A:I use a computer, tablet and smartphone for my work/study. I use devices for different reasons, so it is hard to pick which one is better than the other. I guess I spend more time on the computer than the other two devices for my work because the work I am doing requires programs that can only operate on the computer.
Q6: Could you please share some tags/boards that you follow on Pinterest/Dribble etc?
A: #zerowaste #Illustration #dogs #bookbinding #houseplant #DIY #cleaning
Q7: Which topic of the following attracts you the most (Social, cultural, personal, political, religious, economics, technological)? Why?
A: I will pick personal because personal can cover all the other topics in my opinion.
Q8: What are the concepts/themes of some recent projects you are doing or have done? Why do you choose these themes?
A: These are some of my recent projects (from the last couple of months). I am interested in subjects/matters that are universal and also that are reflecting individuality.
After the interview, Yiseul’s user empathy map is created according to her answers. The map includes four contents: says, thinks, does, and feels, with a purpose to understand the user’s behaviors and attitudes.
Say — This part records exact words the user use that is of value.
Do — This part is to record user’s behaviors that could be relevant to the product experience. Knowing the user’s problems could better help designers solve the problems.
Think — Here is often when users talk about their opinions and ideas. It enables the researcher to understand user’s attitudes toward current experience or situation that can then lead to feelings.
Feel — Feeling is to understand user’s emotions. It’s very important to capture as it represents user feedbacks, which can lead to later product iterations.
In this empathy map, we understand Yiseul’s research/project interests as well as her opinions on how a group should be determined.
For research/project interests, we get a sense of Yiseul’s everyday research tags by asking for favorite tags on Pinterest: #zerowaste, #illustration, #dogs, #bookbinding. However, these are not deep enough. Therefore, a question asking about concepts and themes of her recent projects is conducted. Yiseul mentions that her recent projects involve topics like human interaction, stereoptypes, waste recycling, religions, customer trends, and cultural education. It seems like Yiseul’s research interests are based on social phenomenons and concepts. But, in terms of individuality, she points out that personal topics could cover all other topics since one’s opinions on all other topics are fostered from one’s personal experience. Accordingly, “ I am interested in subjects/matters that are universal and also that are reflecting individuality”, said Yiseul.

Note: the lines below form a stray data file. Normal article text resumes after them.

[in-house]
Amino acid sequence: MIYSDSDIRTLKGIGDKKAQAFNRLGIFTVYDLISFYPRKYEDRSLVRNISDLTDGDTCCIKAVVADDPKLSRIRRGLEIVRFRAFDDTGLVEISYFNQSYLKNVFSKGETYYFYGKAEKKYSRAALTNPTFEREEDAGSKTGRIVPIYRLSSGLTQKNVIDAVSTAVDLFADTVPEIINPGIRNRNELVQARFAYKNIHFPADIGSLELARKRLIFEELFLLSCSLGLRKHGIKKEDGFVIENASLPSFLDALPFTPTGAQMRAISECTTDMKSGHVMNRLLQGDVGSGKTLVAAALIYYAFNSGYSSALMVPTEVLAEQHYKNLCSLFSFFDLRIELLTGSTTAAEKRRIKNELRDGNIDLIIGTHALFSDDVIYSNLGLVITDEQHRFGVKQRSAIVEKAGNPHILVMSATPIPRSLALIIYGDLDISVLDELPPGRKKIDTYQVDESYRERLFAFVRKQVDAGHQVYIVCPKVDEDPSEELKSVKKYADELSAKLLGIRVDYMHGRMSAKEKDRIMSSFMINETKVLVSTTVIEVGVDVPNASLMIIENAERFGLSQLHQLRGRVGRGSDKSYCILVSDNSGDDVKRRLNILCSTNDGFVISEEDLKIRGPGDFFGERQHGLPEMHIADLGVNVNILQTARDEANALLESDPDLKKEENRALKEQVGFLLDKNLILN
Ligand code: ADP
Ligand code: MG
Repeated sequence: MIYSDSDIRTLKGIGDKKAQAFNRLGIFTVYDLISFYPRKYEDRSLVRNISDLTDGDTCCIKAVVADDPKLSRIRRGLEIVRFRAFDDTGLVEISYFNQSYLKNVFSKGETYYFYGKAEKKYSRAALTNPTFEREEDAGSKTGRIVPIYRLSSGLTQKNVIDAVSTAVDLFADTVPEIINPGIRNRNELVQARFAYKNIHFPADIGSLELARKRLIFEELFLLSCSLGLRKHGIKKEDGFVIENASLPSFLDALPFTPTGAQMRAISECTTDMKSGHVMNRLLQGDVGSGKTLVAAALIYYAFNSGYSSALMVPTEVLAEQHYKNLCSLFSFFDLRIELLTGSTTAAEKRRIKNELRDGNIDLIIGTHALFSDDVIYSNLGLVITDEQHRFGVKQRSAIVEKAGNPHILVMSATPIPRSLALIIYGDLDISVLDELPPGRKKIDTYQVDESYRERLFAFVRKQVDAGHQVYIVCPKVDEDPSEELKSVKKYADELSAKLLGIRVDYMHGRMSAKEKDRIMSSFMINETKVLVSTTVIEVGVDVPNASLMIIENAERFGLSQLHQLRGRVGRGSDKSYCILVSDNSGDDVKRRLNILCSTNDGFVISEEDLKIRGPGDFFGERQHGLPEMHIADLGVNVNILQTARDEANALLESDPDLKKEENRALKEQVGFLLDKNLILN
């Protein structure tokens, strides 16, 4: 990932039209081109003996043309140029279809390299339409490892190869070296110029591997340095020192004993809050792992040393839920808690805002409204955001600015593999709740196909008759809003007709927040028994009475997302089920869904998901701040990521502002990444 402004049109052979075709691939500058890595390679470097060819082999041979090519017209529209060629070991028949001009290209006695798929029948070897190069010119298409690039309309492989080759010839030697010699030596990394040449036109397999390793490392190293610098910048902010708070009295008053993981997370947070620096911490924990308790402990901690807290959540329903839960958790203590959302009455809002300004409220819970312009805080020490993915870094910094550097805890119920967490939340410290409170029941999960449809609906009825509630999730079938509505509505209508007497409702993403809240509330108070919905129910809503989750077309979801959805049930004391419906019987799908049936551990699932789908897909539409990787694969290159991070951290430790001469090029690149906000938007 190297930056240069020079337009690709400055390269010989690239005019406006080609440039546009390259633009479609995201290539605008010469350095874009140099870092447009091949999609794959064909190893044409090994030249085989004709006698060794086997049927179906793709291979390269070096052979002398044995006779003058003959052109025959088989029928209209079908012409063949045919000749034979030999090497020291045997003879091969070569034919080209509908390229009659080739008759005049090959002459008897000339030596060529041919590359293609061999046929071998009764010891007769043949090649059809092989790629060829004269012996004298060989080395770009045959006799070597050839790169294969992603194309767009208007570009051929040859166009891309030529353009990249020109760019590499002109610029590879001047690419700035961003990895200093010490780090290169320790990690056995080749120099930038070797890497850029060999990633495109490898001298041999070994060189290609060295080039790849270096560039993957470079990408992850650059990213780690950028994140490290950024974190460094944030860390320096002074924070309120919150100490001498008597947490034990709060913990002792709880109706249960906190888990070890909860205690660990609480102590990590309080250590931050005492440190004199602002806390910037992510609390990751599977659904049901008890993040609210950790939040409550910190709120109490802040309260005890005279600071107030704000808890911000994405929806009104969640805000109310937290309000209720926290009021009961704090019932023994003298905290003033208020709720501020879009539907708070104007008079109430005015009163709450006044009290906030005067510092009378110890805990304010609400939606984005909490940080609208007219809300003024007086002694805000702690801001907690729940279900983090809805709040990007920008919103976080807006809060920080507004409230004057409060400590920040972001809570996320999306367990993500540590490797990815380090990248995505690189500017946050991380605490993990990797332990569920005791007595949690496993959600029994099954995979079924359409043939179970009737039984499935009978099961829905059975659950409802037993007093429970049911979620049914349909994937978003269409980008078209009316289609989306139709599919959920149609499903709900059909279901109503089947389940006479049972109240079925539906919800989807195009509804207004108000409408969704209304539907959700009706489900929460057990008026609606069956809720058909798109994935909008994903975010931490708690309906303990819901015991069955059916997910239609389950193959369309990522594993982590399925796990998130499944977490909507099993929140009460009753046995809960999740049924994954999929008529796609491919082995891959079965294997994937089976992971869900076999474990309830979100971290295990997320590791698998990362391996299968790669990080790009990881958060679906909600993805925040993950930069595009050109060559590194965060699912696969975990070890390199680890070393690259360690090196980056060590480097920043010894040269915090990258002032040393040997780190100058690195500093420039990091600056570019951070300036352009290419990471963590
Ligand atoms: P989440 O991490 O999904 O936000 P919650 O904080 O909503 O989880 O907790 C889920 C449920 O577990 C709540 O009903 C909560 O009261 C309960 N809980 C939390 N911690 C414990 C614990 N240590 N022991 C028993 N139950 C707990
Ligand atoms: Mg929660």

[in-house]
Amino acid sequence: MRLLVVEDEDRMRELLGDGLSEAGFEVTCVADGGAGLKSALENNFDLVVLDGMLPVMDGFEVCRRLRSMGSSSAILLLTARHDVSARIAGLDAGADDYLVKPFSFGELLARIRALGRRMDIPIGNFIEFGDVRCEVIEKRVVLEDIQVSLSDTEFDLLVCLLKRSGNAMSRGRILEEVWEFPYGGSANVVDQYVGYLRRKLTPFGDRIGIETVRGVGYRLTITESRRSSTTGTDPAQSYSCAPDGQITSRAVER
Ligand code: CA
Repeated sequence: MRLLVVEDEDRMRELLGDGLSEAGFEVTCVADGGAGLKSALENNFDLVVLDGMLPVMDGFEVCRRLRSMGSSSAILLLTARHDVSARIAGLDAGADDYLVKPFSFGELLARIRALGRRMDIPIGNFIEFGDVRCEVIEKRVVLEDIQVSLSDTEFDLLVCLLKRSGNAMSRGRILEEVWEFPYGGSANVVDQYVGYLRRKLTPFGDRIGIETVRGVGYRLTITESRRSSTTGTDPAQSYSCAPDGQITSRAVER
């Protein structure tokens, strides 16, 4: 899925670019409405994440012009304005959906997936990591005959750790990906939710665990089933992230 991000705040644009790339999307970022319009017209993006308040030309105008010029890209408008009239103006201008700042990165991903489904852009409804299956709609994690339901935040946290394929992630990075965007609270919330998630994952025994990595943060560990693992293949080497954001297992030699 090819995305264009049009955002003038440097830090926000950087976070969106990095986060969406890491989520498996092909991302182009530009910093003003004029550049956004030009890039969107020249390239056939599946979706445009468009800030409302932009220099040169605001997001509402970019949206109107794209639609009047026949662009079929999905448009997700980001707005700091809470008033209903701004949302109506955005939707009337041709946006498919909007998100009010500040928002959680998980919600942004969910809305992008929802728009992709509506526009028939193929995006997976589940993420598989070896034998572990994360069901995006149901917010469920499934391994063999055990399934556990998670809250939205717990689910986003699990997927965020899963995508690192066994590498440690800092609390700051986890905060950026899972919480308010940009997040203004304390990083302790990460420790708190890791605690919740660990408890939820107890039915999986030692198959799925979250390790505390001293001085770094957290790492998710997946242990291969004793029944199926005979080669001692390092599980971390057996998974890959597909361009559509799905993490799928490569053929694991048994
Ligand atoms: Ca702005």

Due to Covid-19 pandemic, the world is now under a mostly virtual working environment. In this case, Yiseul expresses her opinions about how groups should be determined for group projects. She prefers to find her own partners instead of having an assigned partner because, according to her, “I am not good at socializing and collaborations usually require some degree of personal relationship”. Woking in a group can be both benefitial and restrictive: unique skills and specialities of different members benefit each individual in the group; however, the uniqueness and sometimes conflicts and disrespects might demotivate group members and hence reduce overall productivity.
In conclusion, the use of vocabulary and follow-up prompts could result in an effective interview result. Users never answer more if you don’t ask for more. By preventing users say solely “yes” or “no”, it’s crucial to have open-ended questions with follow-up prompts. Yiseul is able to share her personal experiences and projects when she is asked questions with “to what extent”, “how”, “why”, and so on. The user empathy map can be a useful tool after the interview because it summarises important points for researchers, which enables researchers better understand user’s behaviors and attitudes.